Public sector entrepreneurship refers to innovative public policy initiatives that generate greater economic prosperity.
These initiatives can transform a status quo economic environment into one that is more conducive to economic units engaging in creative and innovative activities in the face of uncertainty.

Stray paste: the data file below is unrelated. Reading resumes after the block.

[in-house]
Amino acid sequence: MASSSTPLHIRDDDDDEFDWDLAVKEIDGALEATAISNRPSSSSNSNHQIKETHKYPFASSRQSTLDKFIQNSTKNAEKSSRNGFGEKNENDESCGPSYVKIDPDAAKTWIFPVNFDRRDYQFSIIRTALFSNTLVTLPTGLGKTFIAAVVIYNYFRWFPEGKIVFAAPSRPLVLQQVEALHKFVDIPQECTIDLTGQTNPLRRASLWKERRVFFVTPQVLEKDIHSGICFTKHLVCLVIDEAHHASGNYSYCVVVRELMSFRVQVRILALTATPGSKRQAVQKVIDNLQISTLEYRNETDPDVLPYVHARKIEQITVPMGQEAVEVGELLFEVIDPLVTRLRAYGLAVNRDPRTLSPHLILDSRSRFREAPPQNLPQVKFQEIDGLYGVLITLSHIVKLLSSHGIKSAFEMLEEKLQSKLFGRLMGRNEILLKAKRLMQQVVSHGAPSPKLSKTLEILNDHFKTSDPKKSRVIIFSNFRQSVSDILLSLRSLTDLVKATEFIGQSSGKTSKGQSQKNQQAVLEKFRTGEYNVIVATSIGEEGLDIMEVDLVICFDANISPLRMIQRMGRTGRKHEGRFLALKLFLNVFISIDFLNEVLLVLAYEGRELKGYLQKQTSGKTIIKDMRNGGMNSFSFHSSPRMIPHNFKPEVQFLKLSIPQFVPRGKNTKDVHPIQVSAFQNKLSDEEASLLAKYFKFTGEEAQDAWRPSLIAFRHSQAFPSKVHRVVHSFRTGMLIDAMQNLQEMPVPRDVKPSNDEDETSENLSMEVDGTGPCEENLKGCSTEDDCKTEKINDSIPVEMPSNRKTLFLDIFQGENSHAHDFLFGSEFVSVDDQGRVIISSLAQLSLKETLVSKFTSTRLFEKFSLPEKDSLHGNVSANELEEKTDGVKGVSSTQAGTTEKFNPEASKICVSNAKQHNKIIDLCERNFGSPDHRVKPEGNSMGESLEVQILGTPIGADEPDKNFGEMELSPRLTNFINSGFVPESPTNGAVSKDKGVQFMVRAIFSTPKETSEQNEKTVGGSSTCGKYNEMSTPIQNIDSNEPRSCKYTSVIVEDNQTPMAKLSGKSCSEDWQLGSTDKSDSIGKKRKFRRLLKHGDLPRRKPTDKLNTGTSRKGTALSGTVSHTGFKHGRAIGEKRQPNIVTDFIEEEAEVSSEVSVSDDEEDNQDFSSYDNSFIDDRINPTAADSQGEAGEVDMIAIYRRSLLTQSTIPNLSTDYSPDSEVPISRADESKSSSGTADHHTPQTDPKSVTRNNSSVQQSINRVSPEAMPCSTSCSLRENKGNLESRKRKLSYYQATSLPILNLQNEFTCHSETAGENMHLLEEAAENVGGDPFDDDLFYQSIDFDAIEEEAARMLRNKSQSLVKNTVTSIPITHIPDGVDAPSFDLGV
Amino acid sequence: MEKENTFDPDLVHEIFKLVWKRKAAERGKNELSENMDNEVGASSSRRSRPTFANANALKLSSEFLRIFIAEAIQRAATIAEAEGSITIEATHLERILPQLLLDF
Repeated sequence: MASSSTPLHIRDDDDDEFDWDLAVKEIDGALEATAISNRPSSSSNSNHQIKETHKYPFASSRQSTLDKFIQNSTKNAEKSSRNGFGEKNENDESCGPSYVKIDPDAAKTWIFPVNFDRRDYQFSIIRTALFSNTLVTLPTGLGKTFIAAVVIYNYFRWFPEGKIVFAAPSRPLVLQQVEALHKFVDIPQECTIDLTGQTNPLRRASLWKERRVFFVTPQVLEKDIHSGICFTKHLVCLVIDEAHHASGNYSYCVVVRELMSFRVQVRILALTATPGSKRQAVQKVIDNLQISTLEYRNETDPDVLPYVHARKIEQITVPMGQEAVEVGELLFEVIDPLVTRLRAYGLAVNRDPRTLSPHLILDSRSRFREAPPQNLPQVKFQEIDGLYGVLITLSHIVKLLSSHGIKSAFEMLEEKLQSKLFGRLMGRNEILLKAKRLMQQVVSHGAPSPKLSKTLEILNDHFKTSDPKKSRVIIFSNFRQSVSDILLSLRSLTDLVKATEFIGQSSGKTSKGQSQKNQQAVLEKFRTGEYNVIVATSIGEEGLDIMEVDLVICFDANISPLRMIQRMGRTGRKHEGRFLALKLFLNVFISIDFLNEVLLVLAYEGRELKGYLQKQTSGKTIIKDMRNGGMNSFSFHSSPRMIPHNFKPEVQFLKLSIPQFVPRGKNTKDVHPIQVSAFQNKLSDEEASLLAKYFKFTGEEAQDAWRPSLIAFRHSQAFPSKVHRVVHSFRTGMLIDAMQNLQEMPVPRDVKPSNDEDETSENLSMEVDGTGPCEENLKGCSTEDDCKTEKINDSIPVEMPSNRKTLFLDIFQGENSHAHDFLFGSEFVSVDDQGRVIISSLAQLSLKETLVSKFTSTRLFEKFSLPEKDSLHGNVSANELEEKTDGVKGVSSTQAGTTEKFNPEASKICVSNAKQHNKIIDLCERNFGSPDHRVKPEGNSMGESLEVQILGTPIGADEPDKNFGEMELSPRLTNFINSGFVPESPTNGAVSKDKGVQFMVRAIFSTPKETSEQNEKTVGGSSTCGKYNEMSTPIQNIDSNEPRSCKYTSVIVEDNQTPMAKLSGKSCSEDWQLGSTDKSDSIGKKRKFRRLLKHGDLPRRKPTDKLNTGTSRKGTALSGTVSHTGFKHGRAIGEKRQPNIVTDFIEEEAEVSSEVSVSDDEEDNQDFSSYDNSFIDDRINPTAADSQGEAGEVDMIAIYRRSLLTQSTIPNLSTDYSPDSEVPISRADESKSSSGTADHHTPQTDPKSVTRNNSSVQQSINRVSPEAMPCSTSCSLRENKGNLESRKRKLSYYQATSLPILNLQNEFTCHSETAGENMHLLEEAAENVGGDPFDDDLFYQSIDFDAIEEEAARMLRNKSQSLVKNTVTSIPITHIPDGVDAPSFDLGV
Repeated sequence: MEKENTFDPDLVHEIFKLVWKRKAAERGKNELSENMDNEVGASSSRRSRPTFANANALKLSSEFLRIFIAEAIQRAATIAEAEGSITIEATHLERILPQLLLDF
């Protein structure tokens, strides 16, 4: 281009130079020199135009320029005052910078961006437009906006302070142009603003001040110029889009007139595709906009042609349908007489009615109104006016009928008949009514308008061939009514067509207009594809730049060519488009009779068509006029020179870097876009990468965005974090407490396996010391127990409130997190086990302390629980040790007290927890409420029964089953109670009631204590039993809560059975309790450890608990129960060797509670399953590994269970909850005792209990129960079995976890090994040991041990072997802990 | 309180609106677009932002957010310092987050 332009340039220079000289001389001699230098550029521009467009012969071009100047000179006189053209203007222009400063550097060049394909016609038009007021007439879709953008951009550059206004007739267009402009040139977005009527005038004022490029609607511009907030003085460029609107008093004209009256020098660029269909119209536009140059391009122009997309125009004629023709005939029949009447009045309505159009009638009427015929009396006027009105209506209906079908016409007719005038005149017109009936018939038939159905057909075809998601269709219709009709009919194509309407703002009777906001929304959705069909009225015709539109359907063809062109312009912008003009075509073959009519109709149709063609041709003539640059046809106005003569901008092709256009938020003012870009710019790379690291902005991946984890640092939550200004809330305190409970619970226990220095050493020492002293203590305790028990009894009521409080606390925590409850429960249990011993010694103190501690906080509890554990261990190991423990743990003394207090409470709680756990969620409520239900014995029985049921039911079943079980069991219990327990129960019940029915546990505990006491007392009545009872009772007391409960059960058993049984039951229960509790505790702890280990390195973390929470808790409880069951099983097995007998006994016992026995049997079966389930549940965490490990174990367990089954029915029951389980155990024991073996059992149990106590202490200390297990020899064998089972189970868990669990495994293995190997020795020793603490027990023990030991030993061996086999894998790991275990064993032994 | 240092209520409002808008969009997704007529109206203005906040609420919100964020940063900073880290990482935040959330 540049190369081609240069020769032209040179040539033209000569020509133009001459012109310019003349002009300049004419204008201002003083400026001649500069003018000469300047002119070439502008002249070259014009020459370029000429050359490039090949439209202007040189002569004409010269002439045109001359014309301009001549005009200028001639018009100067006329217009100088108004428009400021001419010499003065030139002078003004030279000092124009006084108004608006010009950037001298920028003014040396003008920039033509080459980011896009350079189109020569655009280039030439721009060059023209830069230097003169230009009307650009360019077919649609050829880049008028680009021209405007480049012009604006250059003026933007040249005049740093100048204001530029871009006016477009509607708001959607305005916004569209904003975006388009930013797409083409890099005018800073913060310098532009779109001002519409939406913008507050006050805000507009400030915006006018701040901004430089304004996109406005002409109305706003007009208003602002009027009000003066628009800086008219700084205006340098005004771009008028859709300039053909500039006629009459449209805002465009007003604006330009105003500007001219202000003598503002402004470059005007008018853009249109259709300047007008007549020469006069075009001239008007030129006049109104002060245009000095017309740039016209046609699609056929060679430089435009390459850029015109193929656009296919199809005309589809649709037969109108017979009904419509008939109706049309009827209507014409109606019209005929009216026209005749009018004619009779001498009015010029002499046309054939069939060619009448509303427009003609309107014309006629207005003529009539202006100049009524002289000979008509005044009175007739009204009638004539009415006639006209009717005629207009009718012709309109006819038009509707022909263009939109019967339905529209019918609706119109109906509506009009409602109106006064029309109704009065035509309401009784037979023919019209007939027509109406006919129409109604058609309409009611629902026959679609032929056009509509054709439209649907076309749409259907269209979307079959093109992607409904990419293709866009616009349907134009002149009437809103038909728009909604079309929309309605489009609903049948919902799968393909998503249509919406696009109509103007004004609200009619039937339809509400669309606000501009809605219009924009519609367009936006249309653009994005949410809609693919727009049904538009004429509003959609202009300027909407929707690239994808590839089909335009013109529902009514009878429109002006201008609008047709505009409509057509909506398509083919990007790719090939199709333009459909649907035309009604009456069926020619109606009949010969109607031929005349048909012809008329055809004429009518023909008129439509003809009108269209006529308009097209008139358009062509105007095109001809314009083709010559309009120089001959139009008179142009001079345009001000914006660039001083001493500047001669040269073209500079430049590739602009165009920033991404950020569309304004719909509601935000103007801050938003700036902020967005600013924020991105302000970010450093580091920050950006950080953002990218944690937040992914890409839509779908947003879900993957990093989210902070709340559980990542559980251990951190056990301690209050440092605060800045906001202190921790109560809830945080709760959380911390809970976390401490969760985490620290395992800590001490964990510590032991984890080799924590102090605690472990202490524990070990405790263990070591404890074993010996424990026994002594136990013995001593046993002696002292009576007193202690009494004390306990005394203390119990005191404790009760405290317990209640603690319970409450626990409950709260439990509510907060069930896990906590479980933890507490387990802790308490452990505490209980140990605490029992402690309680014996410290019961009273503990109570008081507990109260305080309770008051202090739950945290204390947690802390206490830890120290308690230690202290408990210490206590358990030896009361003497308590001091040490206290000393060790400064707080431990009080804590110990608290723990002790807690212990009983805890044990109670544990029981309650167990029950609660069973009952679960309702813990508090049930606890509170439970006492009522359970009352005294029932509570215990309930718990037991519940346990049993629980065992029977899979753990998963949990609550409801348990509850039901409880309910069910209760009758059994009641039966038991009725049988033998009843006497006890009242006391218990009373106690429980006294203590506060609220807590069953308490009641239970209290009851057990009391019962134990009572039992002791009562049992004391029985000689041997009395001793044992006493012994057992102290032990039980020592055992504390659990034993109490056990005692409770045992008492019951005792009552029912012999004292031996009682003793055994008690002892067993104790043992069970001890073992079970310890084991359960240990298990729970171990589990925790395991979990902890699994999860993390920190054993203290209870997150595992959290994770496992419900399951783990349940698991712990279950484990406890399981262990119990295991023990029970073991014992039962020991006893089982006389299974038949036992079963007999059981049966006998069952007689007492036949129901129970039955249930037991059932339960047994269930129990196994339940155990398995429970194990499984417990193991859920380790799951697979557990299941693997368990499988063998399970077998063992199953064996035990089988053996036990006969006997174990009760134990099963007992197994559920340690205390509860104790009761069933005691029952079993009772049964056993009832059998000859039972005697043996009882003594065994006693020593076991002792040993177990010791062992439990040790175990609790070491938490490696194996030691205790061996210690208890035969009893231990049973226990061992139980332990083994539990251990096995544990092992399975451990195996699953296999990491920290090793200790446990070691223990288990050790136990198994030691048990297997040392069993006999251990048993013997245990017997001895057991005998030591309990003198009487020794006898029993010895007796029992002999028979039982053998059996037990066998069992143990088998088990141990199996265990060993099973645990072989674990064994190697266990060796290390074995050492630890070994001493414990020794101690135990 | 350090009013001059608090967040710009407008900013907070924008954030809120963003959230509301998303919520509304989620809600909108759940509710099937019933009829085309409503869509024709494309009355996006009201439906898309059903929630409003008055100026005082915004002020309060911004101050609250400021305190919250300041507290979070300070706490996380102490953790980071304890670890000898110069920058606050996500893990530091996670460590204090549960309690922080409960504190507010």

Public Sector Entrepreneurship traces the historical development of the concepts of private and public sector entrepreneurship and their connection to the separate notions of risk and uncertainty. Based on a formal conceptualization of these notions, the book illustrates throughout public sector entrepreneurship in practice using examples from U.S. technology and innovation policy. Technology policy-policy to enhance the application of new knowledge, learned through science, to some known problem-and innovation policy-policy to enhance the commercialization of a technology-are quintessential examples of the public sector recognizing and exploiting opportunities to bring about change and efficiency. Using this concept of public sector entrepreneurship as the lens to view the Bayh-Dole Act of 1980, the Stevenson-Wydler Act of 1980, the R&E Tax Credit of 1981, SmallBusiness Innovation Development Act of 1982, the National Cooperative Research Act of 1984, and the Omnibus Trade and Competitiveness Act of 1988 affords us the ability to find elements of commonality among these policies and to discuss their impact on the U.S. economy from the perspective ofentrepreneurial action.